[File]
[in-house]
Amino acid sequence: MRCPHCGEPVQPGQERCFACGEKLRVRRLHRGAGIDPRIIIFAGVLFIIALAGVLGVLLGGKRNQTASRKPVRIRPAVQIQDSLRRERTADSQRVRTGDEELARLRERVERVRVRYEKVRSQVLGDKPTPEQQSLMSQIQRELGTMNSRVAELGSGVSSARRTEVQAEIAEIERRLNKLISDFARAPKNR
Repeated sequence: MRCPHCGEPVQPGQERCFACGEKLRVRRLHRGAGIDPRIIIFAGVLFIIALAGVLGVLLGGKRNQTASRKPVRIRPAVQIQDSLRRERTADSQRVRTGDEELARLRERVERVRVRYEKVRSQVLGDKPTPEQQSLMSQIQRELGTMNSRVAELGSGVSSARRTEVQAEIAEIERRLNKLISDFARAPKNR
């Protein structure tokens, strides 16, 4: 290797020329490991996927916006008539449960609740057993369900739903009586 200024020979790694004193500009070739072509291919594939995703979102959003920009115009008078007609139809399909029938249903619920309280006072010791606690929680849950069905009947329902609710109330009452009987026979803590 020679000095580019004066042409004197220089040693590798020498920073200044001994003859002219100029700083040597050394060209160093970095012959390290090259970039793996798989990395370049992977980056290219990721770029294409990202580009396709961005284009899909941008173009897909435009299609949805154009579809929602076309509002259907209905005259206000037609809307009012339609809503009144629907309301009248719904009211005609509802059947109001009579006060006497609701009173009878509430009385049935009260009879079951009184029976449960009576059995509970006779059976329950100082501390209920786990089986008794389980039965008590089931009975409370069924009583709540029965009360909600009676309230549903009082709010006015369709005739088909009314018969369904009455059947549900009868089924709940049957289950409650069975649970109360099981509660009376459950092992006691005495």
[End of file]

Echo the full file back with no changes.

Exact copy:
[in-house]
Amino acid sequence: MRCPHCGEPVQPGQERCFACGEKLRVRRLHRGAGIDPRIIIFAGVLFIIALAGVLGVLLGGKRNQTASRKPVRIRPAVQIQDSLRRERTADSQRVRTGDEELARLRERVERVRVRYEKVRSQVLGDKPTPEQQSLMSQIQRELGTMNSRVAELGSGVSSARRTEVQAEIAEIERRLNKLISDFARAPKNR
Repeated sequence: MRCPHCGEPVQPGQERCFACGEKLRVRRLHRGAGIDPRIIIFAGVLFIIALAGVLGVLLGGKRNQTASRKPVRIRPAVQIQDSLRRERTADSQRVRTGDEELARLRERVERVRVRYEKVRSQVLGDKPTPEQQSLMSQIQRELGTMNSRVAELGSGVSSARRTEVQAEIAEIERRLNKLISDFARAPKNR
């Protein structure tokens, strides 16, 4: 290797020329490991996927916006008539449960609740057993369900739903009586 200024020979790694004193500009070739072509291919594939995703979102959003920009115009008078007609139809399909029938249903619920309280006072010791606690929680849950069905009947329902609710109330009452009987026979803590 020679000095580019004066042409004197220089040693590798020498920073200044001994003859002219100029700083040597050394060209160093970095012959390290090259970039793996798989990395370049992977980056290219990721770029294409990202580009396709961005284009899909941008173009897909435009299609949805154009579809929602076309509002259907209905005259206000037609809307009012339609809503009144629907309301009248719904009211005609509802059947109001009579006060006497609701009173009878509430009385049935009260009879079951009184029976449960009576059995509970006779059976329950100082501390209920786990089986008794389980039965008590089931009975409370069924009583709540029965009360909600009676309230549903009082709010006015369709005739088909009314018969369904009455059947549900009868089924709940049957289950409650069975649970109360099981509660009376459950092992006691005495």